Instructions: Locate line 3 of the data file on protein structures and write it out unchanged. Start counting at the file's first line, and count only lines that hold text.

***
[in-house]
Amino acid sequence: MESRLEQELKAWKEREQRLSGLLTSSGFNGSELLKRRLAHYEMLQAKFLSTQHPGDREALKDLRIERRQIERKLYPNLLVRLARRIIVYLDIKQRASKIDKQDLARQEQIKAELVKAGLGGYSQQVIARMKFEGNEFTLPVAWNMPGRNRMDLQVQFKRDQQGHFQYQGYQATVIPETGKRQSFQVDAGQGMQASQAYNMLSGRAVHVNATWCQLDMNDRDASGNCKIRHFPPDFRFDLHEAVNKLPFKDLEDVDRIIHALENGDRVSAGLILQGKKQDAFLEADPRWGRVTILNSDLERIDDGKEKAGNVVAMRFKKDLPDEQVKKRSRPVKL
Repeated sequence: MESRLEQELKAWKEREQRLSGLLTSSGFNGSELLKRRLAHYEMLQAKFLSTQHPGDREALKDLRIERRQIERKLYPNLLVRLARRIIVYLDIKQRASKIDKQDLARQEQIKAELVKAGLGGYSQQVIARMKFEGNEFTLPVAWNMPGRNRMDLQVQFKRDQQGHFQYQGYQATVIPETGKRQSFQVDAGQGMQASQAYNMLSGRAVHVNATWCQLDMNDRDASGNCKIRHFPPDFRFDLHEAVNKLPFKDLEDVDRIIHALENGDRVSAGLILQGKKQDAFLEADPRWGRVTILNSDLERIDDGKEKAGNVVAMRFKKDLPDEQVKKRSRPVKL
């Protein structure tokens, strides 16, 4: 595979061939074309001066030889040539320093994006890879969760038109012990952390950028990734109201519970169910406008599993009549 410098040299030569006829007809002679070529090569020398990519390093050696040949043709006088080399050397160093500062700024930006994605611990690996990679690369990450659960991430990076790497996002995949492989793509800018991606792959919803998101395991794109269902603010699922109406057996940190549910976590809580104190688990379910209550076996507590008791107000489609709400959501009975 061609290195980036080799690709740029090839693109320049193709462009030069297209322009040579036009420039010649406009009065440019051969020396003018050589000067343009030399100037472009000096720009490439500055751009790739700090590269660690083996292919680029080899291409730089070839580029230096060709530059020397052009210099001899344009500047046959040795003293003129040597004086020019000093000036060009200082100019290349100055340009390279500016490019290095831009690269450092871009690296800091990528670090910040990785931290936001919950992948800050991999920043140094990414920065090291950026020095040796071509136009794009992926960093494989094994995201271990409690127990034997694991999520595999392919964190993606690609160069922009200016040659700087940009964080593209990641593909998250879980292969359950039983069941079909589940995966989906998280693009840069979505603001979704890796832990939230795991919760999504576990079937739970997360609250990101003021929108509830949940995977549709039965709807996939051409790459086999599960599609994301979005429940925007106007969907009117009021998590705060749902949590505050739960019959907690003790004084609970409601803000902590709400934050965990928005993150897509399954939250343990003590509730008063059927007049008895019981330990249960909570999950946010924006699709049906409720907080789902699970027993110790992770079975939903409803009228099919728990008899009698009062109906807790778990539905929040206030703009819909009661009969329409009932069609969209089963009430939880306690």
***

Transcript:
Repeated sequence: MESRLEQELKAWKEREQRLSGLLTSSGFNGSELLKRRLAHYEMLQAKFLSTQHPGDREALKDLRIERRQIERKLYPNLLVRLARRIIVYLDIKQRASKIDKQDLARQEQIKAELVKAGLGGYSQQVIARMKFEGNEFTLPVAWNMPGRNRMDLQVQFKRDQQGHFQYQGYQATVIPETGKRQSFQVDAGQGMQASQAYNMLSGRAVHVNATWCQLDMNDRDASGNCKIRHFPPDFRFDLHEAVNKLPFKDLEDVDRIIHALENGDRVSAGLILQGKKQDAFLEADPRWGRVTILNSDLERIDDGKEKAGNVVAMRFKKDLPDEQVKKRSRPVKL